The ‘Integrated Approach’ (Guest Post by Lars Tewes)

Selling in the Consulting World – tackling the issues consultants currently face as they embrace the business development arena.  Each month Lars Tewes, MD of SBR Consulting shares a challenge / issue he is working on with his clients, and looks at how it is being addressed.

Client Sales Challenge of the Month: Have we confused attempting to add value to our clients by “cross-selling” instead of providing a truly “integrated” approach?

In the current climate, working with your existing clients and retaining them through continually adding value is essential. This article addresses why integrating your services within a client may not be happening quite as you wish and I will recommend 4 ways to ensure an integrated approach can happen, and how you can influence it.

Our definition of an “integrated approach” is whereby the client has a strong understanding of all your services early on in the sales process and so they know how you can partner with them long-term. Of course there are some situations where it is more appropriate to initially focus on one key area of need and prove your value there first however, this is not an excuse to not make time to help the key decision makers know about your full portfolio.

The definition of “Cross-selling” is introducing another part of the business when there is a known need. This is a healthy thing to do but is probably not achieved as often as one would like. More upsetting is the number of times a consultant hears that they have lost out to a competitor and the client contact says something to you like, “You should have told us, we didn’t know you could help in that area,” or, “We see you as a real partner in “x” services since that is where your strengths lie. We did not think of you for “y” services”. This can be infuriating, especially if your firm are experts in “y” services but the client just did not know (and whose fault is that?).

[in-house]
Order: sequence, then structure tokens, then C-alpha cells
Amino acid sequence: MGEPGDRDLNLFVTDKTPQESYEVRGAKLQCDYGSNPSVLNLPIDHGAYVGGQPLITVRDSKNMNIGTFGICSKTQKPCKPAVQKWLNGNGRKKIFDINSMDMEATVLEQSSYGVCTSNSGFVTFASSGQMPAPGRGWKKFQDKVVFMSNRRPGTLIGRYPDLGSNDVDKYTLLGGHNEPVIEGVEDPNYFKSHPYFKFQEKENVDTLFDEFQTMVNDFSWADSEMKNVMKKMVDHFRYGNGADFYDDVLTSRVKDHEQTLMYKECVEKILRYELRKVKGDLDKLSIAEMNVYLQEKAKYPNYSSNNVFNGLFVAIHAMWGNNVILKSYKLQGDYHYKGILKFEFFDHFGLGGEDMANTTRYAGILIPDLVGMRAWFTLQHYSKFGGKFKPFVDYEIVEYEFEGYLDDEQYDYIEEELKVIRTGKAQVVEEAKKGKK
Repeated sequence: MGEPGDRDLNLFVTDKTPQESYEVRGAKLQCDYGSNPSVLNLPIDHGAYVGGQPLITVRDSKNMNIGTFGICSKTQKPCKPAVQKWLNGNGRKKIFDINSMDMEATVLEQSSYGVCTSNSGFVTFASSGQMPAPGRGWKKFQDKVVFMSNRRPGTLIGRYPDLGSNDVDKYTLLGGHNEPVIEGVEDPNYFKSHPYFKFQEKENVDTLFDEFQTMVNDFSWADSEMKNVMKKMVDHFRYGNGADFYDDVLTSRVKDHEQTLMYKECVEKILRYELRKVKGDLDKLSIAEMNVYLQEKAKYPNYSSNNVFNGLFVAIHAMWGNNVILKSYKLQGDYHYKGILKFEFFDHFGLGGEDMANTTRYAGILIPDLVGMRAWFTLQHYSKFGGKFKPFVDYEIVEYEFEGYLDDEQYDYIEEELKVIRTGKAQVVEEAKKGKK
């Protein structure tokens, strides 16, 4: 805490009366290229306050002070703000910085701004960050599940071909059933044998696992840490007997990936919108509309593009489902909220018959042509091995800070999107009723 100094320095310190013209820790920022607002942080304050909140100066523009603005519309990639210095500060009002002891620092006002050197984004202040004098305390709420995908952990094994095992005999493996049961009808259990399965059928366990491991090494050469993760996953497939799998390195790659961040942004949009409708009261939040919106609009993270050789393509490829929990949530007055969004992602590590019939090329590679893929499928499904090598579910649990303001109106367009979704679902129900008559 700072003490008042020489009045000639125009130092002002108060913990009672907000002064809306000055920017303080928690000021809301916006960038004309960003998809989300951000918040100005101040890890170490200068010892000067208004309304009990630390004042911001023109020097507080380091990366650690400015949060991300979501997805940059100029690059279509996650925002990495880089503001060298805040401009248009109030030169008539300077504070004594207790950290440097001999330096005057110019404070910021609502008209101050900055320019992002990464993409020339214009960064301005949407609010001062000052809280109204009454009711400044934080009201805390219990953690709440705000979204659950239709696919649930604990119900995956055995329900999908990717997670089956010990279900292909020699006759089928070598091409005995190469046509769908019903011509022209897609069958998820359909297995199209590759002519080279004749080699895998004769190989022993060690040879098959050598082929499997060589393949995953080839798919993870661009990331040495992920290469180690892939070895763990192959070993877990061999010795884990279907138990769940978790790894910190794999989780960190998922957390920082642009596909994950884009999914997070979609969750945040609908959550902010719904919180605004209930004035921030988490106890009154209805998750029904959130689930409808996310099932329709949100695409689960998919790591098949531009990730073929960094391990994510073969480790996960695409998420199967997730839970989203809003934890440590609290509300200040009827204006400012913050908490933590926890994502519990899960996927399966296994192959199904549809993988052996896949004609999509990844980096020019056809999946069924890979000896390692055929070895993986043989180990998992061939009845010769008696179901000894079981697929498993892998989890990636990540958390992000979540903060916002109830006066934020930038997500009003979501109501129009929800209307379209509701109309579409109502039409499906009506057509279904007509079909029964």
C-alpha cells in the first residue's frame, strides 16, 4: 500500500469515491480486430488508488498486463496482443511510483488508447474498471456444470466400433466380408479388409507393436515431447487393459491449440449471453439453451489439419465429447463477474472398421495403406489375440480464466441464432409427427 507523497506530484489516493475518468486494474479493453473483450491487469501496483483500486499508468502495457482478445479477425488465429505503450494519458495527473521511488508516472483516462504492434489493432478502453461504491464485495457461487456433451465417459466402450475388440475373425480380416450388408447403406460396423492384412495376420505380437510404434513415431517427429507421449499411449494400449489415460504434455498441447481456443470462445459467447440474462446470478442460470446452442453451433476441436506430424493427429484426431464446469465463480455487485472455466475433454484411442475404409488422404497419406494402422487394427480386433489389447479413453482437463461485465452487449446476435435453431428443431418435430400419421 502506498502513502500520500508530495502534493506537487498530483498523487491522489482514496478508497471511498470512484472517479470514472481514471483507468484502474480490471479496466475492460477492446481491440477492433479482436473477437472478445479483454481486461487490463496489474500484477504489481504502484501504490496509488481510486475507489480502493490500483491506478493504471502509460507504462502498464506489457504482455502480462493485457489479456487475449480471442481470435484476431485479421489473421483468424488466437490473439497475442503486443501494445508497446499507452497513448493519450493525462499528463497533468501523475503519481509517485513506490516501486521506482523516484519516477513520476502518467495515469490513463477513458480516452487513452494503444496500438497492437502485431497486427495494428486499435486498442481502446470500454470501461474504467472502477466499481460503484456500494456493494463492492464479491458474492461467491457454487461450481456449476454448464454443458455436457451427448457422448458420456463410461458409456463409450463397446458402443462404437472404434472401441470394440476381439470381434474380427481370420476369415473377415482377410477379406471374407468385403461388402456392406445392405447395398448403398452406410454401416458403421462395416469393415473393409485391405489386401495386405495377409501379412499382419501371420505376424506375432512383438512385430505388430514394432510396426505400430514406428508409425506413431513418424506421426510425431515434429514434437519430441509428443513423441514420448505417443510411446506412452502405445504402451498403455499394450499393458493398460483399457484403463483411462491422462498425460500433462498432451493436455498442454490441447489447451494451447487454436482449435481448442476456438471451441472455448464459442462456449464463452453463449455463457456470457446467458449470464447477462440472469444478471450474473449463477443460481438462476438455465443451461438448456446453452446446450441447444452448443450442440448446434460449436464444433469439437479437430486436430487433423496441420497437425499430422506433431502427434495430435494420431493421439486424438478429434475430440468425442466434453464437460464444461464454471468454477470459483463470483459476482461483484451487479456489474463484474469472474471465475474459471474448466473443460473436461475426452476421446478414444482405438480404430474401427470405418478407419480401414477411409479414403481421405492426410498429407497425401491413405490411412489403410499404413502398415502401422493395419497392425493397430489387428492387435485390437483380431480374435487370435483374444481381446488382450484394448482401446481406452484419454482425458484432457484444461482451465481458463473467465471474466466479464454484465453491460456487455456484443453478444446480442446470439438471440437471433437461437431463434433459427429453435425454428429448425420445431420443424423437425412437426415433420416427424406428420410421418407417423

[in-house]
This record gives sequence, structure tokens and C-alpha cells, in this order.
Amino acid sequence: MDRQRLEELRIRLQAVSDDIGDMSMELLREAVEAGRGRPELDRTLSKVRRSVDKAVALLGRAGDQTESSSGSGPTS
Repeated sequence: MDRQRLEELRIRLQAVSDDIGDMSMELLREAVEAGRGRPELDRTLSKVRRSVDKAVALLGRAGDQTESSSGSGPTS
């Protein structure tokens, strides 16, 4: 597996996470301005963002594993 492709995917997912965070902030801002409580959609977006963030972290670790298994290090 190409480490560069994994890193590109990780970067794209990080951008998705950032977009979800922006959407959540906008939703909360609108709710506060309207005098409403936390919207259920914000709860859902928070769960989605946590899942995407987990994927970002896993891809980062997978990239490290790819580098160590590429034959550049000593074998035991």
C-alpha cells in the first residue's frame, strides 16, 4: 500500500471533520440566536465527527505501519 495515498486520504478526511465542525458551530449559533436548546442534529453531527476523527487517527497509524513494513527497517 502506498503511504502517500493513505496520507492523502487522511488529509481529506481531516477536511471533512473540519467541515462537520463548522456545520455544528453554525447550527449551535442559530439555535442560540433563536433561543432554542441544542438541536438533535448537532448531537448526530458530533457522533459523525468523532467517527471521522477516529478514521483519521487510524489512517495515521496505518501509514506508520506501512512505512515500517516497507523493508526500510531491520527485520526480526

Depending on your business model, you will know which method is more common for you, “integrated” or “cross-selling”. The question to continually ask yourself is, “Are you seeing the revenue that you expect to come in from clients in your space?” You know the correct answer so if it is “no” then one or more of the following are the potential reasons:

  • Integrated selling is not a natural part of your sales strategy

The Heads of each service/offering often do not lead the way on this. They are technical experts in their field, and so lead and chase business that fits their natural skillset, as opposed to leading with another part of the group. For example: accounting firms leading with the Audit function when either consulting or advisory services may be the real need; engineering firms leading with the buildings and infrastructure group when one of the consulting workstreams may be more applicable to build the relationship; marketing firms leading with their core marketing service when a newer technological offering may be more enticing from the client’s perspective and add the competitive advantage required.

  • Trust in the other teams/individuals within the business